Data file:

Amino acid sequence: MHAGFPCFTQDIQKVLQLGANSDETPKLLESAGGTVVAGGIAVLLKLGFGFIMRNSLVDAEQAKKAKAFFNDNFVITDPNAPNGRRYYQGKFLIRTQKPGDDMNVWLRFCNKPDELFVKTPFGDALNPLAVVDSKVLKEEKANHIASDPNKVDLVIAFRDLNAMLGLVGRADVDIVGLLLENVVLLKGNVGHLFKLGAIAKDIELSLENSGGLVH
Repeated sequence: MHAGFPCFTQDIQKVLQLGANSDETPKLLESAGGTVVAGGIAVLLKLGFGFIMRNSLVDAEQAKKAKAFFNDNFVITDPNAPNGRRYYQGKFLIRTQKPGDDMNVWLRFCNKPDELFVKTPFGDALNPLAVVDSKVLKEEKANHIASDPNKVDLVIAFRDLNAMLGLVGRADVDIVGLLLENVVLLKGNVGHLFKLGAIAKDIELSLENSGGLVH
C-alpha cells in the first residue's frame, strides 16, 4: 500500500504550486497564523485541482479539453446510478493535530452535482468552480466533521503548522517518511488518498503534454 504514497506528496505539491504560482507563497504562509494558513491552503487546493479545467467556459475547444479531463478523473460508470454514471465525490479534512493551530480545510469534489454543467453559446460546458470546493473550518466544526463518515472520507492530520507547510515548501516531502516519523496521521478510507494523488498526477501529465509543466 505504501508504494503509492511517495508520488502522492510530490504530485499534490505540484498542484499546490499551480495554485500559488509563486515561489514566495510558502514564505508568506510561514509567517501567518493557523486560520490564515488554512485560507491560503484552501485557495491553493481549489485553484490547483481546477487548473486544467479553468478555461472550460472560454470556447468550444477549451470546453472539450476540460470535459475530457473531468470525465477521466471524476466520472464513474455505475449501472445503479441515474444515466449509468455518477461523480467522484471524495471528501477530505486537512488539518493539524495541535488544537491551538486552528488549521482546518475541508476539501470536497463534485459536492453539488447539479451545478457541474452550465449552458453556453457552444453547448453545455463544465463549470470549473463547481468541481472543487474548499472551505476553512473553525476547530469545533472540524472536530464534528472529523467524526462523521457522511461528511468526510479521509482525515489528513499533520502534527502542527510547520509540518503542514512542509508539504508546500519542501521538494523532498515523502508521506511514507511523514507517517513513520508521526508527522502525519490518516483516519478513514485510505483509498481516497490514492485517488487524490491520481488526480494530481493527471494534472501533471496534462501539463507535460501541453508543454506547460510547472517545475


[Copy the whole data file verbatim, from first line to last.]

Amino acid sequence: MHAGFPCFTQDIQKVLQLGANSDETPKLLESAGGTVVAGGIAVLLKLGFGFIMRNSLVDAEQAKKAKAFFNDNFVITDPNAPNGRRYYQGKFLIRTQKPGDDMNVWLRFCNKPDELFVKTPFGDALNPLAVVDSKVLKEEKANHIASDPNKVDLVIAFRDLNAMLGLVGRADVDIVGLLLENVVLLKGNVGHLFKLGAIAKDIELSLENSGGLVH
Repeated sequence: MHAGFPCFTQDIQKVLQLGANSDETPKLLESAGGTVVAGGIAVLLKLGFGFIMRNSLVDAEQAKKAKAFFNDNFVITDPNAPNGRRYYQGKFLIRTQKPGDDMNVWLRFCNKPDELFVKTPFGDALNPLAVVDSKVLKEEKANHIASDPNKVDLVIAFRDLNAMLGLVGRADVDIVGLLLENVVLLKGNVGHLFKLGAIAKDIELSLENSGGLVH
C-alpha cells in the first residue's frame, strides 16, 4: 500500500504550486497564523485541482479539453446510478493535530452535482468552480466533521503548522517518511488518498503534454 504514497506528496505539491504560482507563497504562509494558513491552503487546493479545467467556459475547444479531463478523473460508470454514471465525490479534512493551530480545510469534489454543467453559446460546458470546493473550518466544526463518515472520507492530520507547510515548501516531502516519523496521521478510507494523488498526477501529465509543466 505504501508504494503509492511517495508520488502522492510530490504530485499534490505540484498542484499546490499551480495554485500559488509563486515561489514566495510558502514564505508568506510561514509567517501567518493557523486560520490564515488554512485560507491560503484552501485557495491553493481549489485553484490547483481546477487548473486544467479553468478555461472550460472560454470556447468550444477549451470546453472539450476540460470535459475530457473531468470525465477521466471524476466520472464513474455505475449501472445503479441515474444515466449509468455518477461523480467522484471524495471528501477530505486537512488539518493539524495541535488544537491551538486552528488549521482546518475541508476539501470536497463534485459536492453539488447539479451545478457541474452550465449552458453556453457552444453547448453545455463544465463549470470549473463547481468541481472543487474548499472551505476553512473553525476547530469545533472540524472536530464534528472529523467524526462523521457522511461528511468526510479521509482525515489528513499533520502534527502542527510547520509540518503542514512542509508539504508546500519542501521538494523532498515523502508521506511514507511523514507517517513513520508521526508527522502525519490518516483516519478513514485510505483509498481516497490514492485517488487524490491520481488526480494530481493527471494534472501533471496534462501539463507535460501541453508543454506547460510547472517545475